Ambulance drivers are absolutely essential to the entire operation. This job goes hand-in-hand with the dispatcher. A dispatcher has the job of keeping in contact with the ambulance driver and personnel by giving them all the information they need to quickly arrive at emergency scenes. Then there is an ambulance care assistant who does a lot of physical work with helping in patient transportation including helping patients onto stretchers and in/out of wheelchairs.

Two other critical parts to the emergency squad are EMTs and paramedics. Both of these careers have the task of assessing specific cases and helping the patients as needed. This can include giving oxygen, monitoring important information, and, specifically in the case of the paramedic, giving patients shots or IV. Every single one of these jobs is as important as the other in making sure that the emergency responders will be able to efficiently reach patients and get people the care they need.

Six Steps of Pre-hospital Care

As stated previously, there are many different people that work together to make the entire operation run. When these people first respond to an emergency scene it is their job to assess each individual case and take the appropriate steps necessary to help the patient(s). There are six main steps that go into the pre-hospital treatment.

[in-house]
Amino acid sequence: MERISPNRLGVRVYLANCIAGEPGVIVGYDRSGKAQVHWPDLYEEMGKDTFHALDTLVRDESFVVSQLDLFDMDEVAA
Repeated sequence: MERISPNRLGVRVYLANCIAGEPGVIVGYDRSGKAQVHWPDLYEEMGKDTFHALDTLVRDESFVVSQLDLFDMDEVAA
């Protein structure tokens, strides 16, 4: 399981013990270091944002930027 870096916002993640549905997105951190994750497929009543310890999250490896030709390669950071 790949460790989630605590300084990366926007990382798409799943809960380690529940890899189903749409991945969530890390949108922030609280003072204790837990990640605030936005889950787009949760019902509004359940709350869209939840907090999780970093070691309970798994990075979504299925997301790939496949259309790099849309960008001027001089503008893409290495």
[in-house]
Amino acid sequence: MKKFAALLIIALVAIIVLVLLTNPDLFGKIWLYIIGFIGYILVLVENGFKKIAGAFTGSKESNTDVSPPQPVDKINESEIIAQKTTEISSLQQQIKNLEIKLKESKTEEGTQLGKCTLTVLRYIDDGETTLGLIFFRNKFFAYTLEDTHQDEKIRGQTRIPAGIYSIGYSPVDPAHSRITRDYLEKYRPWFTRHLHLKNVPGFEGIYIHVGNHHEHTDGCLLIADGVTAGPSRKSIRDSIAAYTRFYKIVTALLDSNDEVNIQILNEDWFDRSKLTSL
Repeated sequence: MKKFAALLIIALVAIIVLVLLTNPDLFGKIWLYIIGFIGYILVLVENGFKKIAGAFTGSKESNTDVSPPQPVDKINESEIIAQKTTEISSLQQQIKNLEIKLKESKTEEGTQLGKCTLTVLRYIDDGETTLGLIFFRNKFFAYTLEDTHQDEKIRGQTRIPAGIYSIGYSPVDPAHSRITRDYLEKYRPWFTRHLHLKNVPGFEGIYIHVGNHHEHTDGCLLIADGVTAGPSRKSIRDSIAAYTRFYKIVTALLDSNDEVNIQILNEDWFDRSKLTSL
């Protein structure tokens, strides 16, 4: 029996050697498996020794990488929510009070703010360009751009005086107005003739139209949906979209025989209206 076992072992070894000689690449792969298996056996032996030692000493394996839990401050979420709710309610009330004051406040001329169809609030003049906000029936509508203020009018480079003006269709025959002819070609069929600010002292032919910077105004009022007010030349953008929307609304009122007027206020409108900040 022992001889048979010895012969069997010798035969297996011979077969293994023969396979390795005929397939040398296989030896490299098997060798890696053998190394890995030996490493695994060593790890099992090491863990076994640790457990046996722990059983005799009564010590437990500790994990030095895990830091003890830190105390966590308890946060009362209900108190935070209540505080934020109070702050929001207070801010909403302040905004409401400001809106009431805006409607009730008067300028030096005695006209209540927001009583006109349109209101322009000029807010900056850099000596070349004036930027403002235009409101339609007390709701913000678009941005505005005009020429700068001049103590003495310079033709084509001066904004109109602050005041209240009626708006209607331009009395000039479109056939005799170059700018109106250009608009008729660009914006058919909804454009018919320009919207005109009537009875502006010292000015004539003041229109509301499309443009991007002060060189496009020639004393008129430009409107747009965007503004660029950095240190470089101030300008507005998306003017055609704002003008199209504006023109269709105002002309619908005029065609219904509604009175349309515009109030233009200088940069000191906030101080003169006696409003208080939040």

A first responder should survey the area before making an immediate decision. They should make sure that they are not put into harm’s way by helping, and that the patient is brought to a secure environment to receive the help. The responder can then decide whether or not back up is needed depending on the number of patients and their needs. Once the priorities are established the responder can continue to the next step.

Step two is where the rapid assessment skills come into play. Depending on the patient’s condition they may require assistance with breathing and CPR may need to be performed. A responder should also check to make sure no airways or circulation is cut off. After the vital problems are solved step three includes collecting past medical history. A patient’s medical history is essential to knowing what kind of help is necessary and/or allowed. This is also when the responder can take a close look at the scene itself and establish what the initially problems were. Then the responder should move onto step four and search for any physical damage; this includes visible wounds and fractures that may need to be taken care of at a medical location.

Finally the responder can reassess the entire situation. During step five a simple question should be asked: was treatment successful? If not, and if conditions persist or get increasingly worse, patients may need to be transported to a hospital. The last step would be taken if transportation is needed and the responder will reach out to the appropriate treatment center for assistance.

Conclusion

Emergency Medical Services are essential to keeping people alive who are under dire circumstances. There are many people involved on these teams and it takes a lot of quick thinking and fast paced work to help patients in immediate need. Each state, city, and community has different procedures and teams that are available for emergency needs. To find out more information, or if you’re interested in becoming a part of an emergency response team, you can find more information here or a local Bureau of EMS.